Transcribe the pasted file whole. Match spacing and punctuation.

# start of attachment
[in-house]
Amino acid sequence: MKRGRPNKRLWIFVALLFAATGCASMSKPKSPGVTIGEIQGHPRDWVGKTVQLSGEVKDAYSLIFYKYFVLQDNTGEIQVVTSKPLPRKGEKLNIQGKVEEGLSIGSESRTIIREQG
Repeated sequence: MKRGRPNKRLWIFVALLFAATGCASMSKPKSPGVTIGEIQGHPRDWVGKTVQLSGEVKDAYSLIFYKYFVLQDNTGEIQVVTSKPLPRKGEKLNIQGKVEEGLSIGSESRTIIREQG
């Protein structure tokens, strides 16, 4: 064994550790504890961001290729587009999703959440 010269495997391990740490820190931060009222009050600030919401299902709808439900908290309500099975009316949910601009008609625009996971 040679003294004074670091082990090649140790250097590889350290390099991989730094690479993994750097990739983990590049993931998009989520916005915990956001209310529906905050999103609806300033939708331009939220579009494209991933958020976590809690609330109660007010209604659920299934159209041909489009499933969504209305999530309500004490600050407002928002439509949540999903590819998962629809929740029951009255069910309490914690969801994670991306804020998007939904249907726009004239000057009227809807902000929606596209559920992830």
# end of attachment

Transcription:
[in-house]
Amino acid sequence: MKRGRPNKRLWIFVALLFAATGCASMSKPKSPGVTIGEIQGHPRDWVGKTVQLSGEVKDAYSLIFYKYFVLQDNTGEIQVVTSKPLPRKGEKLNIQGKVEEGLSIGSESRTIIREQG
Repeated sequence: MKRGRPNKRLWIFVALLFAATGCASMSKPKSPGVTIGEIQGHPRDWVGKTVQLSGEVKDAYSLIFYKYFVLQDNTGEIQVVTSKPLPRKGEKLNIQGKVEEGLSIGSESRTIIREQG
């Protein structure tokens, strides 16, 4: 064994550790504890961001290729587009999703959440 010269495997391990740490820190931060009222009050600030919401299902709808439900908290309500099975009316949910601009008609625009996971 040679003294004074670091082990090649140790250097590889350290390099991989730094690479993994750097990739983990590049993931998009989520916005915990956001209310529906905050999103609806300033939708331009939220579009494209991933958020976590809690609330109660007010209604659920299934159209041909489009499933969504209305999530309500004490600050407002928002439509949540999903590819998962629809929740029951009255069910309490914690969801994670991306804020998007939904249907726009004239000057009227809807902000929606596209559920992830």